Down with Earth's Little Wormy

Michelle Guevara, Katie Daniels, Aimee McCulley, & Jacy Vest


I wonder if we evenly distributed the 8 earthworms into three petri dishes, placing eight worms in the middle dish, then have two other dishes connected, one with the natural dirt of the earthworms, and the other with red dirt, if they would evenly distribute between the dirt and natural dirt

Manipulated Variable:

The red moist dirt would be our manipulated variable because we changed the originality of the red dirt by adding water, and making it more suitable for the earthworms to want to live in.


If we have three petri dishes, one with no dirt, one with red dirt, and one with the worms natural dirt, and have the put the worms in the dish without dirt and see if they spread to their natural habitat.


1. Three Petri Dishes

2. Fifteen Earthworms

3. Red Dirt and Caliche Dirt

4. A timer

5. Tape

6. Water

7. Dropper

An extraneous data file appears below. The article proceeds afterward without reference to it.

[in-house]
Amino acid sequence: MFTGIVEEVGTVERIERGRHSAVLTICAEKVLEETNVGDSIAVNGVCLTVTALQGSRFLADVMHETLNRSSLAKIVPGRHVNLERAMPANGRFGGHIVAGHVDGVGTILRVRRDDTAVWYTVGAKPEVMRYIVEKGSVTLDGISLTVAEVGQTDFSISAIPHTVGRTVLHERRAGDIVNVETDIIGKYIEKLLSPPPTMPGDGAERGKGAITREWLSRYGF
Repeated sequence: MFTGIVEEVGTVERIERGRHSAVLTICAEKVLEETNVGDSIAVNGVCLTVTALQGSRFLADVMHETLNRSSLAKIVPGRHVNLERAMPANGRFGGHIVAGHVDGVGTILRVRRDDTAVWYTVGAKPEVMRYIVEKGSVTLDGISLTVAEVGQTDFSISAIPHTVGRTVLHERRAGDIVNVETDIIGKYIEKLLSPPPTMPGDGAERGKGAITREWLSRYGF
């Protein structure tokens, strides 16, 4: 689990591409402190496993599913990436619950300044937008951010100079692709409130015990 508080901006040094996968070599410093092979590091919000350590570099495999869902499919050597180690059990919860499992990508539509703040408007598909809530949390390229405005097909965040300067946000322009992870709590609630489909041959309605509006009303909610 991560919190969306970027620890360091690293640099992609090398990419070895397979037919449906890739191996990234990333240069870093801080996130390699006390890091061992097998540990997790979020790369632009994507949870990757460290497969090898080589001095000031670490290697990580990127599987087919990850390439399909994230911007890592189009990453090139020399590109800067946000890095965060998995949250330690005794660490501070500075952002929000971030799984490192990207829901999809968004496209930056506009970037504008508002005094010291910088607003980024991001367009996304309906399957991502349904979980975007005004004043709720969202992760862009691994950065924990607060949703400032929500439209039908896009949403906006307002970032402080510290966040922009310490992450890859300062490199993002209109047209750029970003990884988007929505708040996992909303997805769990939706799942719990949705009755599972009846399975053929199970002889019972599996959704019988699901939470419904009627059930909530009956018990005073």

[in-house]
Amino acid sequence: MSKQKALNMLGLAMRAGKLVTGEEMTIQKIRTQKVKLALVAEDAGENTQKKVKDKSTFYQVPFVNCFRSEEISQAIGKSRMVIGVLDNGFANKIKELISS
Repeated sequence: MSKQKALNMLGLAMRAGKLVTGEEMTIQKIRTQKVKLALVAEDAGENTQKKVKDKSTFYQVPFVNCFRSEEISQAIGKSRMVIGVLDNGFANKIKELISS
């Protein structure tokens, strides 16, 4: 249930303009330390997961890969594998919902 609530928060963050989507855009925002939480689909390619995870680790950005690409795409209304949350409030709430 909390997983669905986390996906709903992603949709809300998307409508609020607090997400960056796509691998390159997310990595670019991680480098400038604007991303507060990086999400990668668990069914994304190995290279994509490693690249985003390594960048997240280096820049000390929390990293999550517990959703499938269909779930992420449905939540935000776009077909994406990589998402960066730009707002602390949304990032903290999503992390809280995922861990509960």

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Manipulated Variable Procedure:

Like stated before, our manipulated variable is our red moist dirt. We are going to collect our red dirt from a local neighborhood, acquire some water, and then plop about ten drops of water, which creates our moist dirt.

If the drops of water increase it would make our sample of the red dirt, too moist and mud-like for the earthworms to be observed in.

Control Procedure:

Three petri dishes connected by tape each with a different substance inside, one that is empty, one with red dirt, and one with the dirt the worms are used to. We will keep these in a controlled environment and use them towards the hypothesis.


We tested eight worms in our control environment for a five minute time period. We stopped every thirty seconds to observe if the worms had moved to any of the other two petri dishes; the worms had not moved. When we tested our manipulated environment, we noticed that after one minute and a half, one of the worms had finally made it to our moist dirt petri dish. No worm touched the dry dirt, and in the end we had three earthworms in our moist dirt.
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(0-4)^2/4+(3-4)^2/4 = 4.25

We fail to reject our null hypothesis.


In conclusion, we failed to reject our null hypothesis due to the fact that most of the worms did migrate to the moist sand rather than the dry sand.